*Seeking Safety: A Treatment Manual for PTSD and Substance Abuse by Lisa M. Najavits

Help Your Relationship!

Have you lost the spark in your relationship? What was exciting at one time seems a little ho-hum these days? Gottman’s Couples Therapy offers assessments and strategies that have been tested on many couples and shown to be effective to liven up relationships, result in better communication and increase intimacy. Willingness from both parties to put in effort is a necessity. Date nights, strategies for communication, and love maps are just a few examples of ways to light the fire.
Date nights are a great way to start. Remember how exciting that time was when you started your relationship and were dating. Get some of that excitement back. Take turns making plans for a weekly date night. Take a break from dishes, diapers and cooking; away from work, grass cutting and responsibility. Turn towards fun, carefree times, and ways to amuse yourselves. Make the dates exciting, do things you have always wanted to do. Go to another town for coffee, try something really different for dinner, spend a night in a hotel together, go on a picnic and let your ideas flow. It might take awhile before you relax and enjoy date nights together but don’t give up as they will become exciting. Date nights help couples communicate meaningfully and are a worthwhile investment.
How do you start to communicate meaningfully? Maybe you have lost the art of spontaneous communication you had when you first met and hours became minutes. Perhaps one of the ways to start is to concentrate on four strategies that Gottmans refer to as the “Four Horsemen in Your Relationship”. The four horsemen in your relationship are criticism, contempt, defensiveness and stonewalling. Overcoming these four horsemen leads to the art of owning your feelings verses criticism, appreciation verses being defensiveness, being present and owning your feelings or walking away to cool down verses stonewalling, and avoiding contempt by owning parts of an argument as your own. Studies done by the Gottman Institute has shown a high percentage of couples who communicate using the four horsemen end up divorce by 7 years of marriage. The effort to turn this dysfunctional style of communication off is not easy, but it works with awareness and motivation. Once the conversation becomes more friendly, loving and intimate you are ready for love maps.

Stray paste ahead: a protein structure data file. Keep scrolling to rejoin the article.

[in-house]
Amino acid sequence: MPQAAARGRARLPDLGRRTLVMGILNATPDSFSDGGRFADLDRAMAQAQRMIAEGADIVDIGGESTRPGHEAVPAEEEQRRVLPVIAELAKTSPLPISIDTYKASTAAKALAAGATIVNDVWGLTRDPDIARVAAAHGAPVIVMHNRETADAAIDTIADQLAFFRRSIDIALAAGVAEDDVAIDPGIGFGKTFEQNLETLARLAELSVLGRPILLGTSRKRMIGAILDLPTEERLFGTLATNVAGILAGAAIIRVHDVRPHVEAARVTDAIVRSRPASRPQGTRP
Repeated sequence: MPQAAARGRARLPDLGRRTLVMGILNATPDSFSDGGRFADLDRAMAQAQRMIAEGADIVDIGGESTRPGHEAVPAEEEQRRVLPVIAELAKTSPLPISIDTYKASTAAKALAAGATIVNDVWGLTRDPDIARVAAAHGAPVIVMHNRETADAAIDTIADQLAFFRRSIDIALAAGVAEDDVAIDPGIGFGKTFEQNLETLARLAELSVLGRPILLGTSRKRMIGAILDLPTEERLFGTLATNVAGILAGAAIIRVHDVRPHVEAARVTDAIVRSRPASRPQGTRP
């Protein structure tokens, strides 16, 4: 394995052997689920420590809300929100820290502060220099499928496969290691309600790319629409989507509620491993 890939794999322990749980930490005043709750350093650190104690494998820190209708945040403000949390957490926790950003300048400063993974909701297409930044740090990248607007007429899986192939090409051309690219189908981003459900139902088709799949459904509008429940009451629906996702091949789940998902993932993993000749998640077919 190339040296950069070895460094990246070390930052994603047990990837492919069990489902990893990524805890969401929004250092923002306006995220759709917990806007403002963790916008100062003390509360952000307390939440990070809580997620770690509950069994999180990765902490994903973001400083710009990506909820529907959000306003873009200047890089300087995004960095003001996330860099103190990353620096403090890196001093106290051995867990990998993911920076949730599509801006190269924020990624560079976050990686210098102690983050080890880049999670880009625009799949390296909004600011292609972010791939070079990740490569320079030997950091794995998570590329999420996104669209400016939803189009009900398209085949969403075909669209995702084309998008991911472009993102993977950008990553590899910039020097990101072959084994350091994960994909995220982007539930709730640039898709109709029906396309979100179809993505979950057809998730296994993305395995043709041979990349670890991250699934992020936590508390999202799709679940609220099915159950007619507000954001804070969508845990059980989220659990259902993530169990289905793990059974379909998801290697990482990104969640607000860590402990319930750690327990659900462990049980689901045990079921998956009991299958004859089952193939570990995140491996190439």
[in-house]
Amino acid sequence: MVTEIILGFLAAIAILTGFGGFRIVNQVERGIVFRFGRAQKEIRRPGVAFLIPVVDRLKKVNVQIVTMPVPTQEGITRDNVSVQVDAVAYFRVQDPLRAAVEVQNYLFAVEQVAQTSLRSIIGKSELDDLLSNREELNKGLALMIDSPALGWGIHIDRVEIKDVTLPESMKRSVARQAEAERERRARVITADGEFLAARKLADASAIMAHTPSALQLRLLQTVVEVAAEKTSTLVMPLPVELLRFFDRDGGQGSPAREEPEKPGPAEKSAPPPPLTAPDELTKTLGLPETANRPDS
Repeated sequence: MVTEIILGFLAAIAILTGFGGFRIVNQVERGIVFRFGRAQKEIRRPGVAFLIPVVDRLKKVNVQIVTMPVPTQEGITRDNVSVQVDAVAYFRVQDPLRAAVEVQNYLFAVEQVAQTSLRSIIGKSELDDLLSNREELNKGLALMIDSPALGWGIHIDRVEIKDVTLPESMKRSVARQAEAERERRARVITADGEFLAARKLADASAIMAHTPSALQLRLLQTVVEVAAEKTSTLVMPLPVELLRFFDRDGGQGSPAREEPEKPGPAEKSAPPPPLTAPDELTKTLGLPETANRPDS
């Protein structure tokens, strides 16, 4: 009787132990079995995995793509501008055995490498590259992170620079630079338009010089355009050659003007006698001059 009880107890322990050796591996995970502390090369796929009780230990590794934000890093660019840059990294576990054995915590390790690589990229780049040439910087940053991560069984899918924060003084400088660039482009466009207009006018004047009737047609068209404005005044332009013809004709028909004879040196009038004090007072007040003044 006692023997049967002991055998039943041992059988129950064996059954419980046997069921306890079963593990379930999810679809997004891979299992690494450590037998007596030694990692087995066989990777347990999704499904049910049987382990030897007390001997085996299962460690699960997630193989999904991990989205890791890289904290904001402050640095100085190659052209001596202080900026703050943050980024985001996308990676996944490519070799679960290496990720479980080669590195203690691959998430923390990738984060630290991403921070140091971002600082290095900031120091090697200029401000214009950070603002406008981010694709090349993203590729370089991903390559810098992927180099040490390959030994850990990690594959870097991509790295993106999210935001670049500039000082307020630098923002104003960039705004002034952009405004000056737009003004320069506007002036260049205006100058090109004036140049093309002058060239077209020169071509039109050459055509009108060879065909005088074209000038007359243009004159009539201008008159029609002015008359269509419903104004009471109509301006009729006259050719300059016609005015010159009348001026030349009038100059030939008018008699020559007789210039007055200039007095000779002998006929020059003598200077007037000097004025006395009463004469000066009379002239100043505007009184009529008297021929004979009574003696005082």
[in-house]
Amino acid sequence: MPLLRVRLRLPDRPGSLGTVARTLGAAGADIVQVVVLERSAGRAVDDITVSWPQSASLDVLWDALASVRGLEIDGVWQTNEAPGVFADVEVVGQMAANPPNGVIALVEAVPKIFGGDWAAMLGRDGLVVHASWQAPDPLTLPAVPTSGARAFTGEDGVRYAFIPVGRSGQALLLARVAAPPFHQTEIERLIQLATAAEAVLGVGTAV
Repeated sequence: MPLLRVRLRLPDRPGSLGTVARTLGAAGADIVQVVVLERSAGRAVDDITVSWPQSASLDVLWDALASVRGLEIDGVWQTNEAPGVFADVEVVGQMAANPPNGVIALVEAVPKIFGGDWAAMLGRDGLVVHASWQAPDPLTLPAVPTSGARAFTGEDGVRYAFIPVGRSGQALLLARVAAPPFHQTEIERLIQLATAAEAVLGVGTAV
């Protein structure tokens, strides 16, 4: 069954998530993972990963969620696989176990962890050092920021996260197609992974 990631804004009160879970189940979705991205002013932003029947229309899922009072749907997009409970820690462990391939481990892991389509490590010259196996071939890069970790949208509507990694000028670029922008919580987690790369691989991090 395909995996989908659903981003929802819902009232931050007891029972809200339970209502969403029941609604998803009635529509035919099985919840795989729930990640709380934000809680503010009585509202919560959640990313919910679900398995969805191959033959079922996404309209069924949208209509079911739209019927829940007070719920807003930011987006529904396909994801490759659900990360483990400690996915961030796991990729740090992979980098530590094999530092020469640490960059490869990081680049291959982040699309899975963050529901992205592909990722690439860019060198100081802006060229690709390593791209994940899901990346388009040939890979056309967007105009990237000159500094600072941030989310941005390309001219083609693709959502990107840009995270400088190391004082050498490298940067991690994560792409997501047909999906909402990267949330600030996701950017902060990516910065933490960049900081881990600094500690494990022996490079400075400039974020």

The love maps are an intervention that involves a series of questions to learn intimate details about your partner. This questionnaire can be utilized on a date night and/or in a therapy session or both. This is a simple strategy to learn more about each other and to be involved in a more meaningful way. This intervention helps the couple to start communicating on date nights if they are having a problem with what to say to each other.
Date nights, strategies for communication, and love maps are just a few ways to start work as a couple towards relationship repair. Working with a therapist together as a couple or with a therapist with groups of couples, helps motivate the couple(s). Awareness through assessment of the problems helps the therapist know what couples needs to do to guide them to some solutions. Solutions lead to a more functional relationship that works more effectively for the whole family.
Irene Haire, MC, CRAT Registered Provisional Psychologist is in private practice in Edmonton at The GB Building 200-9562- 82 Avenue 780-232-1055 www.cloverdalecounselling.com

When Words Are Not Enough!

Art Therapy